Monthly Archives: September 2016

Plants

Of course, we also looked at the old faithful, plants. I’m sure that all special school classes grow plants every year, but the students I was working with had not been credited with their knowledge on our recording system, so off we went again.

Most of them were able to label a simple plant diagram, but struggled with the concept that trees were also plants, I think because we call the stem of a tree a ‘trunk’ and they look quite different!

What do plants need to grow

The experiment involved planting cress seeds in egg boxes (again, low cost equipment that was readily available). Students worked in small groups to plan their experiment, each member of staff having been told where to guide their group in terms of which of heat, light and water would be missing.

A week later and cress seeds and sprouts were removed from dark cupboards, the tops of lockers (sorry caretaker) and the fridge. Some brief discussion how being in the fridge wasn’t a fair test ensued – cold and dark – but students all were able to see that to grow well plants need all three of the above.

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Materials

The topic for the second part of the term was materials. We identified objects made from glass, paper, wood, plastic and metal and discussed the properties of these.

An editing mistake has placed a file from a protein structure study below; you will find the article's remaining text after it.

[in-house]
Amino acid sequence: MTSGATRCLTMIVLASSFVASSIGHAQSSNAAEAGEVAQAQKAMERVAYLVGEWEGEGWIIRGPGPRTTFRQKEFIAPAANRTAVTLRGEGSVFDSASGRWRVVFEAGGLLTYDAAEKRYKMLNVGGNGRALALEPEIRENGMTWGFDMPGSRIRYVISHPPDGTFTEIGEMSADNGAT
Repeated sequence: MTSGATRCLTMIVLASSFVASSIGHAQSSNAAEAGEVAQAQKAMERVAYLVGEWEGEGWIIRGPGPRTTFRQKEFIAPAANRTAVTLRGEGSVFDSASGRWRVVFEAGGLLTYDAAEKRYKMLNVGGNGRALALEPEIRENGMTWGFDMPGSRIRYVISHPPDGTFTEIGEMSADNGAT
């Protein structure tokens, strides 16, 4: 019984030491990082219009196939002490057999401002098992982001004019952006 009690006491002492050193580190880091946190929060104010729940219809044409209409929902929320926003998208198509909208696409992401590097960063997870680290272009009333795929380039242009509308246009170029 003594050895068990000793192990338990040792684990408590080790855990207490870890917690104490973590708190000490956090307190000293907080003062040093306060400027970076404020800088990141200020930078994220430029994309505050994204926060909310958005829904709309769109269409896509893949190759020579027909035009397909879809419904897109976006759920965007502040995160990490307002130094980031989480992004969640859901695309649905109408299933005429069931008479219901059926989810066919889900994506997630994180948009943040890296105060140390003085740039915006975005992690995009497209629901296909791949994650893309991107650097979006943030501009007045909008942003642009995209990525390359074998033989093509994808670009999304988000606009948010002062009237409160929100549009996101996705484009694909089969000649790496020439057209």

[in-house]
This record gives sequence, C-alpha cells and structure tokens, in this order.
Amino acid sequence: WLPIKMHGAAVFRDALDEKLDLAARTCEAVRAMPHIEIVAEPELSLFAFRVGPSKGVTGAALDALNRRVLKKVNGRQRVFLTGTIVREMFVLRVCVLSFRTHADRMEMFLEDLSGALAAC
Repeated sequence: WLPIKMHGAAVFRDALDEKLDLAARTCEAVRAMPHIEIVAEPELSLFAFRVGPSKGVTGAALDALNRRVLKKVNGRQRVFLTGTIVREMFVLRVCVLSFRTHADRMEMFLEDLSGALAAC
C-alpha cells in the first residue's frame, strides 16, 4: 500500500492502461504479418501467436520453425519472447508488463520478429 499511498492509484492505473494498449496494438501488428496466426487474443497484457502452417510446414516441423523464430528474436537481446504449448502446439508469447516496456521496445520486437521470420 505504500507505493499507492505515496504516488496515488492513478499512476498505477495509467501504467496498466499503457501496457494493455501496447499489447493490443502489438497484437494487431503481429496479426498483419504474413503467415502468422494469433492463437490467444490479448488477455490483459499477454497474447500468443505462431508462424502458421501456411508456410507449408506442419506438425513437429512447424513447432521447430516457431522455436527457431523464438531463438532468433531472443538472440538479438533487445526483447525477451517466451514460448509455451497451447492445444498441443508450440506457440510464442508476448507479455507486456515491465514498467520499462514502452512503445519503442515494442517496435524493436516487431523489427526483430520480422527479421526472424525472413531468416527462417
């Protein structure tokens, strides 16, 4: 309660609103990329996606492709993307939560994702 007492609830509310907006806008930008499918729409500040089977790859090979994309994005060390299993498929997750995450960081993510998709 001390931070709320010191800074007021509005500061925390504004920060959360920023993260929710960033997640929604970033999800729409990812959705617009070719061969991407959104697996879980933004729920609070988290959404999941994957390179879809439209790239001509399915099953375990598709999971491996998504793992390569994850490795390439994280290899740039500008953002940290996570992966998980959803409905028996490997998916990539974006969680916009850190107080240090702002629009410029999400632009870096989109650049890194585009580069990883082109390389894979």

One of the downsides of not having a science space is that the equipment which was once there is spread around the school. This meant that what I wanted to use could not be found. Instead, we improvised.

As a class we planned an experiment to test how strong a range of materials were, made predictions and then after we had done the experiment drew bar charts and talked about our results.

For the experiment, we got a range of wet and dry materials, easily accessible from the classroom, and secured them either side of a gap between tables. In the absence of slotted masses (or indeed masses of any kind) we used jenga blocks – they are uniform enough to be able to be used as ‘units’ and for some reason I had an enormous box of them in the classroom. Conceptually, the students were able to see the amount of blocks, and were able to discuss stacking them as opposed to placing them randomly.

Testing materials

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